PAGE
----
Private Police: Public Safety for Profit

If anti-government, anti-public interest Republicans have their way, eventually everything will be privatized: health care, education, the military, our national parks, and yes, even police protection. In fact, private police protection is already well underway, as demand for security increases and the ability of local police departments to serve and protect is further diminished by budgetary shortcomings and increasing lawlessness.

Private security guards are increasingly performing functions that until recently were the exclusive province of police. In a world of organized terrorists and overburdened cops, the private security trade is booming. Security companies now patrol and make arrests at housing projects, both poor and rich (read: gated communities), as well as malls, office buildings, airports and business districts. They guard naval ships and nuclear plants and investigate all manner of crime, including murder and fraud. Towns are contracting with private firms for non-emergency duties, like crime-scene security, alarm response and ticketing.

Yet there are fundamental differences. There is no oversight or accountability to speak of. Government regulation is weak to nonexistent. And security workers are not beholden to the public. They take orders from company and property owners, who have their own priorities. The distinction contradicts a central tenet of public policing as well as traditional democratic theory: Government serves the community at large, for the good of the whole, regardless of class. But that was the way it used to be. Today, social services must pay their own way. Just like the health industry - formerly known as the medical profession - and the education system, police departments are in the process of being commodified. As a result, much to the consternation of taxpayers, one finds even public safety is often limited by one's ability to pay.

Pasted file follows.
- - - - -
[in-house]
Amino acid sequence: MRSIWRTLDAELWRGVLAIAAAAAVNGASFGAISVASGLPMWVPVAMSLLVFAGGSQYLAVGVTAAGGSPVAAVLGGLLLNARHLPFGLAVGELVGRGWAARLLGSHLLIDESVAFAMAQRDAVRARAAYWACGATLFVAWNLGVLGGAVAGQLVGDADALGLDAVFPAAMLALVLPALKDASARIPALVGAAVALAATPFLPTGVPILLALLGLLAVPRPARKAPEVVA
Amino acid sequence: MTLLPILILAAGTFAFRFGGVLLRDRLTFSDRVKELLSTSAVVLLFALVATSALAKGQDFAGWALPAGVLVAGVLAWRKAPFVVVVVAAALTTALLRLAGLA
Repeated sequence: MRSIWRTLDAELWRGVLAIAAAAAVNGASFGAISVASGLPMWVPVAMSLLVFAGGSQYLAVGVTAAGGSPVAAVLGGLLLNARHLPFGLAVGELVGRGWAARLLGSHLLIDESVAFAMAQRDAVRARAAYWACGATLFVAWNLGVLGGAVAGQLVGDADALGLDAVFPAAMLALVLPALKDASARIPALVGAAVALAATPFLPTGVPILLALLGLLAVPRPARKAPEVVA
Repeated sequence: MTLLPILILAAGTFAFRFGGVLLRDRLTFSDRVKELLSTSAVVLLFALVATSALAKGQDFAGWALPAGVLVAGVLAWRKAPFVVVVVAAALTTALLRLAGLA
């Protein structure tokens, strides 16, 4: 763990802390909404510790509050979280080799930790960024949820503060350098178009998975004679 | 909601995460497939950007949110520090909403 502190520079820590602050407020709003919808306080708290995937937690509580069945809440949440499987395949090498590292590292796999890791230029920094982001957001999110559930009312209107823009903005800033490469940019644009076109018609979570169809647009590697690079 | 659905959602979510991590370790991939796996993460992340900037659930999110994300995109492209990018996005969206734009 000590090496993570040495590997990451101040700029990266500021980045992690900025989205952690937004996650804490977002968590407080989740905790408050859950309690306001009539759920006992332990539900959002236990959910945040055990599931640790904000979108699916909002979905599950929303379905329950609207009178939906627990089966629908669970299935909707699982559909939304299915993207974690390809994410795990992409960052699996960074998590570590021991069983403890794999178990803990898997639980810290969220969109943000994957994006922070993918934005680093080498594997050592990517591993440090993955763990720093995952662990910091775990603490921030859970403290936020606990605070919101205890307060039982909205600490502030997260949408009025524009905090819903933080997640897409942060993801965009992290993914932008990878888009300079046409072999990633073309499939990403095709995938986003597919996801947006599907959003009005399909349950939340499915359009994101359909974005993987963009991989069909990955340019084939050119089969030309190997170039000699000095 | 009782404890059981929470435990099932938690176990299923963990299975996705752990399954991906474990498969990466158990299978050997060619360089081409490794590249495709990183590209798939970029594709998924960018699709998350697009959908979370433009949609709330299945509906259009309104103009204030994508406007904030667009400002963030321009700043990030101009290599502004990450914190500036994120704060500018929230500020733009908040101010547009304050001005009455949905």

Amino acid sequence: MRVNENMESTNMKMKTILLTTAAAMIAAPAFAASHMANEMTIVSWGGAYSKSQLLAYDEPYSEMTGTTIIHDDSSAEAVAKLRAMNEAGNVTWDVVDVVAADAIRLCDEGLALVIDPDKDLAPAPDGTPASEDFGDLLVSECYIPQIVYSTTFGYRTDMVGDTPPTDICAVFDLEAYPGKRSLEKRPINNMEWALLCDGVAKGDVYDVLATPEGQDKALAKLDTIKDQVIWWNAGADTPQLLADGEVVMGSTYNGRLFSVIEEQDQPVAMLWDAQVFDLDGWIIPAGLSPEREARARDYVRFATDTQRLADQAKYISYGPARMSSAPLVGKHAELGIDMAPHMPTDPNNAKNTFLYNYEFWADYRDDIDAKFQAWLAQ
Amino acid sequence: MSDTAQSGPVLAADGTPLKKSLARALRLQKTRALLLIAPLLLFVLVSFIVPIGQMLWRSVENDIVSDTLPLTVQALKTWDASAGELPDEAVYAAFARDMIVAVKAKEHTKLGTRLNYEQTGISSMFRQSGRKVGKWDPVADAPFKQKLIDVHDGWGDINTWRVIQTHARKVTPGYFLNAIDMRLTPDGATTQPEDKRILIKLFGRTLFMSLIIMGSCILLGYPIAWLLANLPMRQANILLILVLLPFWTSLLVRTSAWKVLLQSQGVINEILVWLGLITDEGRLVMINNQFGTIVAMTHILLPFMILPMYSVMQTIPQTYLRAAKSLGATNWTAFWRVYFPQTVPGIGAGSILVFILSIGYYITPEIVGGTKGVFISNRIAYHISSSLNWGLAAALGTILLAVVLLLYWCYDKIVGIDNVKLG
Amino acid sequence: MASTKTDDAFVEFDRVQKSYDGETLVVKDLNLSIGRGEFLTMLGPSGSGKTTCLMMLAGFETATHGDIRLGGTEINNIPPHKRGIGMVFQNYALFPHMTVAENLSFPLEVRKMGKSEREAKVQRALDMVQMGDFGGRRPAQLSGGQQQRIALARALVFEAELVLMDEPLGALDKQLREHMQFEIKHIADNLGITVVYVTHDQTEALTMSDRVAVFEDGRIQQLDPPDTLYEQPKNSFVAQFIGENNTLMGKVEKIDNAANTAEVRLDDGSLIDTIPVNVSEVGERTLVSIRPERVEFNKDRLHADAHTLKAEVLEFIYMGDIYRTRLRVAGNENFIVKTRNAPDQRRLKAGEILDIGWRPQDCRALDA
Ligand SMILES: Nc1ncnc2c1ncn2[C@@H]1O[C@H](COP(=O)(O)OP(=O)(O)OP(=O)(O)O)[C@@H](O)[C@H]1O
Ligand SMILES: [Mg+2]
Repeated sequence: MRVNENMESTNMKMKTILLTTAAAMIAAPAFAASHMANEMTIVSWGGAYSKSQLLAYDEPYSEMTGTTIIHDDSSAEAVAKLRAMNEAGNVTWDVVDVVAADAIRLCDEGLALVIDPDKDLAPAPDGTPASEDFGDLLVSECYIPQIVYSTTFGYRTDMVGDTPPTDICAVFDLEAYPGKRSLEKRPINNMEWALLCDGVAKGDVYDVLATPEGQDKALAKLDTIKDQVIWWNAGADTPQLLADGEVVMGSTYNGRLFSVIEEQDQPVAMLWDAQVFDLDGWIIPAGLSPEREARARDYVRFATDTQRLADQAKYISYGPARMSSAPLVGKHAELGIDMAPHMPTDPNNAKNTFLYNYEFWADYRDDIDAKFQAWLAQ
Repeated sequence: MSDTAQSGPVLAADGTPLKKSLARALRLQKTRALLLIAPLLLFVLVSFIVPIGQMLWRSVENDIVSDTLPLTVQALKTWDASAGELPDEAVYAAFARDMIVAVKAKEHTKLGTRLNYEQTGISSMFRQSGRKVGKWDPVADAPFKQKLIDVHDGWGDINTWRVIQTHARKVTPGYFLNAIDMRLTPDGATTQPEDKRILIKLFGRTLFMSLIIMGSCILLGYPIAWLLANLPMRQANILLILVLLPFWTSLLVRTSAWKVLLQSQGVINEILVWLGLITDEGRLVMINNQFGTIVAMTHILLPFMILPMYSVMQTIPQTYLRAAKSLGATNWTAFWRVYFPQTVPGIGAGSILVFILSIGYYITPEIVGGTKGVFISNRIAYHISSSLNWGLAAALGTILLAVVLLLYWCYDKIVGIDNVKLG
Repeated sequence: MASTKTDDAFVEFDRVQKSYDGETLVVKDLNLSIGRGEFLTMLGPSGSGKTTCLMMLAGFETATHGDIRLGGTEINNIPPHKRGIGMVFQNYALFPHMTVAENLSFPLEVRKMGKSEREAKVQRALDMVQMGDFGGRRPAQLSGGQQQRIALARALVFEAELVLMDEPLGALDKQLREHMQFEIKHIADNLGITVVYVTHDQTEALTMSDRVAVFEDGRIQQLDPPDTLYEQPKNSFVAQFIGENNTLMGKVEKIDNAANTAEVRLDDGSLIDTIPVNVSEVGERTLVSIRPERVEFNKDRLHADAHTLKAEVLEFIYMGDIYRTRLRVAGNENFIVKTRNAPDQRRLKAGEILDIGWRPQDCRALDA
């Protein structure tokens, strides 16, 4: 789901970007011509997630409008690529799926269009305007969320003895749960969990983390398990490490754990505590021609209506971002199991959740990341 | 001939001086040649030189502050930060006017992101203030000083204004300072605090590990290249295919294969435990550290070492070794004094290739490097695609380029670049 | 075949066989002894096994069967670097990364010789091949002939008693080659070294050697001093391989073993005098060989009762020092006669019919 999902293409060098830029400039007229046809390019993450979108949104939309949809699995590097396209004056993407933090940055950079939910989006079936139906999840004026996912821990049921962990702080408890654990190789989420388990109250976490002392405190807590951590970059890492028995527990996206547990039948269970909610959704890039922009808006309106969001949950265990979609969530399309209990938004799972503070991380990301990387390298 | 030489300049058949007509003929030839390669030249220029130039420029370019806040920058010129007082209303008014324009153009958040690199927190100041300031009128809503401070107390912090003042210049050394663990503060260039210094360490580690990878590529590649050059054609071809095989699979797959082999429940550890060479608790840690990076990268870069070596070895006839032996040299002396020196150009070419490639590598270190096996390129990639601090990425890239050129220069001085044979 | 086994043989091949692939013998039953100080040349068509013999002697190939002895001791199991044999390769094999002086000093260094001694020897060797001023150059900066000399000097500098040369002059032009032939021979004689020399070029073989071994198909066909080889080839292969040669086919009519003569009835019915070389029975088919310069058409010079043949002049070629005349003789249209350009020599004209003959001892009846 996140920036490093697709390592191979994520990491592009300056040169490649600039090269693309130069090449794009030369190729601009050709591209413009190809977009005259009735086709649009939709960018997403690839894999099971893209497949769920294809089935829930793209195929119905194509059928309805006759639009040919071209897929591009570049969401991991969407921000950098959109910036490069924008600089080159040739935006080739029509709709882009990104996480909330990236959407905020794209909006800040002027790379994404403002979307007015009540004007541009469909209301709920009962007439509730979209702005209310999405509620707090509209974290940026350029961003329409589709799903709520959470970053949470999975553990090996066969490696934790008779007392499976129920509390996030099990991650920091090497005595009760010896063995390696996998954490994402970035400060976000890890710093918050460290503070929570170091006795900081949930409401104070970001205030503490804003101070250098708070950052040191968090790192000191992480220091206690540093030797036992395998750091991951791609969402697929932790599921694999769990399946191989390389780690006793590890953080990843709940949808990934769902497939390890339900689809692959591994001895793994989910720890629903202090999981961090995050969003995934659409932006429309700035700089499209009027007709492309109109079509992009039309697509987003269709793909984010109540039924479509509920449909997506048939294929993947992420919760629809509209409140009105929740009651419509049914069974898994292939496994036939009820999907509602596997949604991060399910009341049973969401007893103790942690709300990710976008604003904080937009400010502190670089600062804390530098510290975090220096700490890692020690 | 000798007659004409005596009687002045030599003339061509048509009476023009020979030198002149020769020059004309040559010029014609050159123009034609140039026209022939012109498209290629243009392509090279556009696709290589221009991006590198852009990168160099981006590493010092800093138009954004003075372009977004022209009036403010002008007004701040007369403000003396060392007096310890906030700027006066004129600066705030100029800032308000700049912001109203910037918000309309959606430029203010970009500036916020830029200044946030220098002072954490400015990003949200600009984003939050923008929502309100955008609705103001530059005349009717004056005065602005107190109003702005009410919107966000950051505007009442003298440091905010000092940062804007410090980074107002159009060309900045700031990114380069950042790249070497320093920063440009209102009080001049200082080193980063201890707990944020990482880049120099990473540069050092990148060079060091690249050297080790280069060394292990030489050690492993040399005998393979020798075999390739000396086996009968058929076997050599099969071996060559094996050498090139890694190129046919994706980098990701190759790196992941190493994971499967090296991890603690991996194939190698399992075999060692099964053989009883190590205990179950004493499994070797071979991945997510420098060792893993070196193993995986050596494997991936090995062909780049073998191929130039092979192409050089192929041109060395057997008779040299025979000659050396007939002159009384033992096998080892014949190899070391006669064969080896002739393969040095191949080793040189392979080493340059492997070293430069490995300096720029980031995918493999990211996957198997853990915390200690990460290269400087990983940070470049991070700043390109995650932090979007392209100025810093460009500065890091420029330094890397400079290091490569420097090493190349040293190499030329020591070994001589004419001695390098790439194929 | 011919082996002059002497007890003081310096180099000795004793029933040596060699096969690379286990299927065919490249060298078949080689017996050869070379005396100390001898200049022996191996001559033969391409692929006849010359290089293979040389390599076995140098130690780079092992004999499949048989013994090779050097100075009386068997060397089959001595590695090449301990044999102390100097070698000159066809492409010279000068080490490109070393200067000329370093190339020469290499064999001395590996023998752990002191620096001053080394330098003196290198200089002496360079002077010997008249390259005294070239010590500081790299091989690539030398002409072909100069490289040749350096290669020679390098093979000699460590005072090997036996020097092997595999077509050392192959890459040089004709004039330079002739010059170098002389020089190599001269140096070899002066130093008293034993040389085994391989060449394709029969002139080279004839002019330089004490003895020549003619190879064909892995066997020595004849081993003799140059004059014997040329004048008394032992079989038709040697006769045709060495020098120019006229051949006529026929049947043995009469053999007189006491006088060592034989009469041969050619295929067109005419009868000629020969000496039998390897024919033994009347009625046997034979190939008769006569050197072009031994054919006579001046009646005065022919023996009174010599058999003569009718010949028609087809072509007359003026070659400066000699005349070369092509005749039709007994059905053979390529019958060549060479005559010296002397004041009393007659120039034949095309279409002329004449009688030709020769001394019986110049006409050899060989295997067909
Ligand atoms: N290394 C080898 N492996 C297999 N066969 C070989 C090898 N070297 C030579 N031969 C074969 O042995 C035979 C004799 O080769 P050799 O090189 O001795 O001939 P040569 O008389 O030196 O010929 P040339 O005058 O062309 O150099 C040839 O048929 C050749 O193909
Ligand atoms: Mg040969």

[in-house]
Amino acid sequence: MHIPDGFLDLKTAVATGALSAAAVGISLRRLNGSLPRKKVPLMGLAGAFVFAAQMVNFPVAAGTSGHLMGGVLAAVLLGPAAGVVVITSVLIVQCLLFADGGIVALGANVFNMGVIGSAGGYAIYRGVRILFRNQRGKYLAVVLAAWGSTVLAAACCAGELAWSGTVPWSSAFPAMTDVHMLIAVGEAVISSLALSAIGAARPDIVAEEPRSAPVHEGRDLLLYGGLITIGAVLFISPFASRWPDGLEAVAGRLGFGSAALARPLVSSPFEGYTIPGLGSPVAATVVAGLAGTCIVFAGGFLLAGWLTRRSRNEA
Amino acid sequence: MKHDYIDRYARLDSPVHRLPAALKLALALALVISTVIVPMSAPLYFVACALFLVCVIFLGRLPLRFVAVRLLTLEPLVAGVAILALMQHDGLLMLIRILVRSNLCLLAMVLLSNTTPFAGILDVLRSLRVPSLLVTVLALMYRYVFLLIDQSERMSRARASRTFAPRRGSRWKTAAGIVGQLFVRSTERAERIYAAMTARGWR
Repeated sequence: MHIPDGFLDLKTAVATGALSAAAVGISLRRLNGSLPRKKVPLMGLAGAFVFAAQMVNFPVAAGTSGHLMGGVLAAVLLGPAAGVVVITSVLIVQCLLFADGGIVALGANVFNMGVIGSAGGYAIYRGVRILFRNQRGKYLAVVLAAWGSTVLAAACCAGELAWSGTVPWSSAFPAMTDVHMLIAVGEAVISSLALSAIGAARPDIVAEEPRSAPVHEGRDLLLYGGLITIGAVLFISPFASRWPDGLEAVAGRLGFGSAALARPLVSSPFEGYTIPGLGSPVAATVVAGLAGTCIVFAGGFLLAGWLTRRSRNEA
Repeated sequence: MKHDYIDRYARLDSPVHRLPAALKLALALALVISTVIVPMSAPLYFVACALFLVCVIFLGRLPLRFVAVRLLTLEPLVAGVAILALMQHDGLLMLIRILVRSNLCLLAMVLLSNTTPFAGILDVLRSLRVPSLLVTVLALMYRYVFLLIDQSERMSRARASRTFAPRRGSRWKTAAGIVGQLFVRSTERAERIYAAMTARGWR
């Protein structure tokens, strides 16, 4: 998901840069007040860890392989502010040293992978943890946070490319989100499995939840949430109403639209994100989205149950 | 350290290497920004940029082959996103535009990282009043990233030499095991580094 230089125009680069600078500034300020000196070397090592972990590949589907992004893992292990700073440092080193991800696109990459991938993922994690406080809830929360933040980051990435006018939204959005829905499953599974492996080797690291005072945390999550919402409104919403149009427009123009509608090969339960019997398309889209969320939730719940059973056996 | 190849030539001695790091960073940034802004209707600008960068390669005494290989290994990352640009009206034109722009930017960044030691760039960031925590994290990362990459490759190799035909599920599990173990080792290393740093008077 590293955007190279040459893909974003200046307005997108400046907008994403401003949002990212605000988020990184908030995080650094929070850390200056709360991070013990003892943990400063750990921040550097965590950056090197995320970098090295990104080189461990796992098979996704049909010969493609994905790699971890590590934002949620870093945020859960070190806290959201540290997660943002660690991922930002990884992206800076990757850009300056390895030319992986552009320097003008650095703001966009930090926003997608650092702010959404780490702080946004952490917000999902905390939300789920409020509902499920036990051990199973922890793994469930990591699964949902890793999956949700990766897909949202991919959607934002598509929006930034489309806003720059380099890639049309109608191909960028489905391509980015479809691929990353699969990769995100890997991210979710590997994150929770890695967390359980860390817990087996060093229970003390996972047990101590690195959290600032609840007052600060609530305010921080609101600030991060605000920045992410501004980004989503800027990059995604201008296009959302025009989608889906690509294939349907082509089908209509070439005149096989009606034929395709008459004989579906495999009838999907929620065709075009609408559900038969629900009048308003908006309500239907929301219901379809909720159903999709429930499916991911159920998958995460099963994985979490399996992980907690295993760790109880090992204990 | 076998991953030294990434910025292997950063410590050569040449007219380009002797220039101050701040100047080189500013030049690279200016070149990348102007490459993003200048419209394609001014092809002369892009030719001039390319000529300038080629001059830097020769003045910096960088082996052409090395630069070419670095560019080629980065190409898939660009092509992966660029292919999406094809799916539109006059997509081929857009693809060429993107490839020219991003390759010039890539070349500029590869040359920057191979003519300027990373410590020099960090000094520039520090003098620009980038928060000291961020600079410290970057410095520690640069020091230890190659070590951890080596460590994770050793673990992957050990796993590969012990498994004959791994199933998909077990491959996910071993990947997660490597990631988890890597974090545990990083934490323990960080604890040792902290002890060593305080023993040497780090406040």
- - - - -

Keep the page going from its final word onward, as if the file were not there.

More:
It's going to be a brave new world, folks. Is this what everyone really wants?

More on Bush Action Figure

In his latest column, "Action Figures For Imbeciles," Mark Morford has some choice words for those who would cynically market pseudo-heroism in the guise of "The Terminator" for California Governor or the George Bush "Elite Force Aviator" action figure to an insufficiently critical public:

Country's in shambles and economy's gutted and schools are shot and Iraq's a violent bloody mess and joblessness is rampant and it's a proud time indeed to be an American, and hence you might be asking yourself, what, pray what, can I give the hardcore lockstep pseudo-Christian homophobic Republican on my gift list?